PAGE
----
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Phil Davis

Phil's Articles

Zen And The Art Of Zigbee - Part 2
Column: Personal Robotics
April 2006
I’ve chosen Zigbee as my first topic for Personal Robotics because ... well, because it’s cool. In this issue of Nuts & Volts, we’ll begin a general discussion on what Zigbee is, its basic functionality, where to get it, and the associated software. Parts 2 and 3 will be in subsequent issues. In Part 2, we will follow a project in which a simple peer-to-peer Zigbee connection will be used to control a robot, and Part 3 will attempt to show a more complex mesh topology...

Zen And The Art Of Zigbee - Part 2
Column: Personal Robotics
May 2006
Okay, last month we briefly discussed some of the architecture and network topology possibilities of Zigbee along with many of its capabilities. As promised, this month, I want to demonstrate a simple project in which a peer-to-peer Zigbee connection will be used to control a robot using simple commands and to receive data sent back from the robot...

Zen And The Art Of Zigbee - Part 3
Column: Personal Robotics
June 2006
In this last article of the series, I want to talk about using Zigbee in a Star configuration, which will allow you to drive multiple robots from your PC, addressing each one in turn, or sending a broadcast which all will respond to. I also want to show you how to “hack” the Freescale Sard card so you can take PWM directly off the card, giving you the ability to proportionally control two motors. In addition, we’ve also built a small robot as a demonstrator.

Design A Mini Sumo - Part 1
Column: Personal Robotics
July 2006
LAST SPRING, OUR ROBOTICS CLUB scheduled a Mini Sumo competition for the summer of 2005. Of coarse, no one had a Mini Sumo robot, so a mad frenzy of ideas, concepts, and parts ensued.

Designing A Mini Sumo - Part 2
Column: Personal Robotics
August 2006
For those just joining or the uninitiated, a Mini Sumo Robot and Mini Sumo competitions take their name from the Japanese form of wrestling called Sumo. In this case, two robots (smaller than 4 x 4 inches) combat in a black ring just over 30 inches in diameter, bounded by a one-inch border. For three minutes, each robot attempts to locate the other and push it off the edge...

The Saga Of The Silver Bomber - Part 1
Column: Personal Robotics
September 2006
One day Jerry came across some broken Silver Bomber scooters at an industrial surplus house he frequents in town. Talking to the owner, he discovered they had multiple palettes of the stuff lying around. Originally, the owner wanted $35 a scooter — not too bad considering they sold new for $199 plus...

Building A Balancing Bot On A Budget - Part 1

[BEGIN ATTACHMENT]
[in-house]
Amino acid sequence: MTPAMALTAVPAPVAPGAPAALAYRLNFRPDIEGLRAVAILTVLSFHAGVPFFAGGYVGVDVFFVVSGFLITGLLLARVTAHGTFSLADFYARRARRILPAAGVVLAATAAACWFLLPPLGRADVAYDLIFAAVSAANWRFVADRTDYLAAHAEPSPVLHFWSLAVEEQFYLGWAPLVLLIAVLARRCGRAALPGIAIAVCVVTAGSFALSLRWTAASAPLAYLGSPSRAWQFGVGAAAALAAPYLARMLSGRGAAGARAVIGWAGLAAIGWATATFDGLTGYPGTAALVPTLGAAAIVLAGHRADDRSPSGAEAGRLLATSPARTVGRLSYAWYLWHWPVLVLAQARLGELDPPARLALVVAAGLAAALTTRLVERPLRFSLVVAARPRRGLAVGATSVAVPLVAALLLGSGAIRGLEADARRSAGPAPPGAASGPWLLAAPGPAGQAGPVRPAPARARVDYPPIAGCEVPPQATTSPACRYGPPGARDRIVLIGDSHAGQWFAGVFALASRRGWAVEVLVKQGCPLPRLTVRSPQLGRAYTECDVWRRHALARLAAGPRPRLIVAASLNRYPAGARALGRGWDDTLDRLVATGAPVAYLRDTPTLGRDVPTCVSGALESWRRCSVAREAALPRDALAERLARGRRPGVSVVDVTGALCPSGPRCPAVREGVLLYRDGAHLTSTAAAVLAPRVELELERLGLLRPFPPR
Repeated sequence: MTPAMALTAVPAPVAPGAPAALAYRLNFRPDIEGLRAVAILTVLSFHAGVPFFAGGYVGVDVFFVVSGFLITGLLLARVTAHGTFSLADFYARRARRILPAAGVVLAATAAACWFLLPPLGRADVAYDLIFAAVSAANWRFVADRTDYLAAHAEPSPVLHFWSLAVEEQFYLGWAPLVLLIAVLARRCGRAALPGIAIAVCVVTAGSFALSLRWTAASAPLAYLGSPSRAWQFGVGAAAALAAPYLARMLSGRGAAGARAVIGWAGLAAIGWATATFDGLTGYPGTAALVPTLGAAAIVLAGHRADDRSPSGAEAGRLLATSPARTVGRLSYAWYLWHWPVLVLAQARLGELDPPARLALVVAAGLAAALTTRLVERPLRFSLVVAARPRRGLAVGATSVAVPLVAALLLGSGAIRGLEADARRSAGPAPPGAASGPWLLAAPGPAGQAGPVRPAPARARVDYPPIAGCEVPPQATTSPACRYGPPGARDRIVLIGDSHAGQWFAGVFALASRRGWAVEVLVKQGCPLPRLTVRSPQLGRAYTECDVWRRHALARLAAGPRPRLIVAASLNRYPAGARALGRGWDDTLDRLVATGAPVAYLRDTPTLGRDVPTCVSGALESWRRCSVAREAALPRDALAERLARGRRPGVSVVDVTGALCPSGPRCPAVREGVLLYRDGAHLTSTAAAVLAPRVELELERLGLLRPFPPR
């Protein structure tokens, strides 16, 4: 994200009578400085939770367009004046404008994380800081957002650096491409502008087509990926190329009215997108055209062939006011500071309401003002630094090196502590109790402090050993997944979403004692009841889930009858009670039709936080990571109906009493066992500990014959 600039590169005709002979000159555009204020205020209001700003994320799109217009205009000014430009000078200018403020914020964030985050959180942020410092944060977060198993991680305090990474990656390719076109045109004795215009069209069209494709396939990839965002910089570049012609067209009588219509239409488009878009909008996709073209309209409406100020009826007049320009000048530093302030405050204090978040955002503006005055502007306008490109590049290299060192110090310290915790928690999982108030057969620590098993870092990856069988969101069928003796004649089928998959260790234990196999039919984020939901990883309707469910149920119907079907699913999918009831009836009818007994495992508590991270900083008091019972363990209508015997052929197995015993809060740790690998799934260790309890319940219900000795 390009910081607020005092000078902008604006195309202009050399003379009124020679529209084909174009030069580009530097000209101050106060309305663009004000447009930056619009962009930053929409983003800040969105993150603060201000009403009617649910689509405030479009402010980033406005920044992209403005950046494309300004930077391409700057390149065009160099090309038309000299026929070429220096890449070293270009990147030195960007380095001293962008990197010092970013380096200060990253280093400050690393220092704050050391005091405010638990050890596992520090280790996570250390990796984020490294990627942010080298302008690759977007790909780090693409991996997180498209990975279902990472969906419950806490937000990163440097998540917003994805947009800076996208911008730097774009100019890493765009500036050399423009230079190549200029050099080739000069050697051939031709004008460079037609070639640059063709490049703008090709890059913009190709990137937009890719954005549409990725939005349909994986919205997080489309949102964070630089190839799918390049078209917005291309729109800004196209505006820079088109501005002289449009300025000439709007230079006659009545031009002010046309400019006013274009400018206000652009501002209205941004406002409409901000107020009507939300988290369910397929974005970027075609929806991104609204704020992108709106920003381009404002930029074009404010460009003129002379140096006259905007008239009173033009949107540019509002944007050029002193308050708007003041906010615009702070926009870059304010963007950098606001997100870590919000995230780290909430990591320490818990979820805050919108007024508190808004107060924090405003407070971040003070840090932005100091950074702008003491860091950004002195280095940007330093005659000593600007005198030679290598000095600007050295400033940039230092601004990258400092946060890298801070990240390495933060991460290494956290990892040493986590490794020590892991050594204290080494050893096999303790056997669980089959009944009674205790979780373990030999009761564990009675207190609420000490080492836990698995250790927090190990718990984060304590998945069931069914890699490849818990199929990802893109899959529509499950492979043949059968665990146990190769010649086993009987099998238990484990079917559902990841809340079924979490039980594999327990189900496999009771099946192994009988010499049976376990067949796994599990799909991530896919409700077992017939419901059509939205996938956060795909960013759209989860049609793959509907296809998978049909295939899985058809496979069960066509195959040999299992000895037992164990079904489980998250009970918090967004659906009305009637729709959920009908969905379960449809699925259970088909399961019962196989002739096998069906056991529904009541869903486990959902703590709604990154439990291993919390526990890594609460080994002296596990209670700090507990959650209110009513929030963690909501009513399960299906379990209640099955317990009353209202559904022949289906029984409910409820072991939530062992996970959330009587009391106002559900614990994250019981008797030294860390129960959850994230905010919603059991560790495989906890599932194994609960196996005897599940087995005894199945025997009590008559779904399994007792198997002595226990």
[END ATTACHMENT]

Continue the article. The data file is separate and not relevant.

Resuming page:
Column: Personal Robotics
October 2006
You were probably expecting to see Part 2 of the Saga of the Silver Bomber here, instead of this article on a Balancing Bot. To cut a long story short, we left off last month on the Silver Bomber motor controller, with everything designed and just waiting for parts. So, we waited and waited, but only about half the parts came in. Unfortunately, everything appears to be back-ordered, most likely due to the RoHS (Restriction of Hazardous Substance Directive) which is all about ‘lead free’ parts...

The Saga Of The Silver Bomber - Part 2
Column: Personal Robotics
November 2006
In Part 1 of this article (two months ago), we explored how finding some surplus Silver Bombers led to the development of a controller for the motors they contained. We explained what would be required to run various motors of this size and came up with a practical design...

Building A Balancing Bot On A Budget - Part 2
Column: Personal Robotics
December 2006
For those who missed the October issue, or anyone who could use a refresher, we’ll start with a recap of the robot’s design. See Photo 1 for a look at the finished robot, balancing...

Personal Robotics - Part 1
Column: Personal Robotics
January 2007
Being an amateur roboticist, I am always looking for parts of varying kinds from which to build robots and, since most of the bots I like to construct are mobile, one of the major requirements are brushed DC motors.

Personal Robotics - Part 2
Column: Personal Robotics
February 2007
Last month, I went over the process of constructing my homemade Motor Test Lab. Since then, I made a couple of changes to the basic design before using it to test a couple of motors. The first change I made was to add a block connector and a switch...

Parameters On the Fly - Part 1
Column: Personal Robotics
March 2007
Whenever I build a robot, there are always variables and constants which need to be adjusted to make sure the bot does just what I want it to; the problem is, it’s usually a pain to change these. So, how can we make this better?

Parameters On the Fly - Part 2
Column: Personal Robotics
April 2007
Last month, I conceptually designed a hand-held console which would allow one to remotely change critical parameters in their autonomous robot. Since last month, I decided that I wanted to go into more detail on the software and some of the hardware...

Parameters On The Fly - Part 3
Column: Personal Robotics
May 2007
This month, I would like to wrap up the design and functioning of the Hand-Held Console by showing you the completed device and by posting the software online for all to use.

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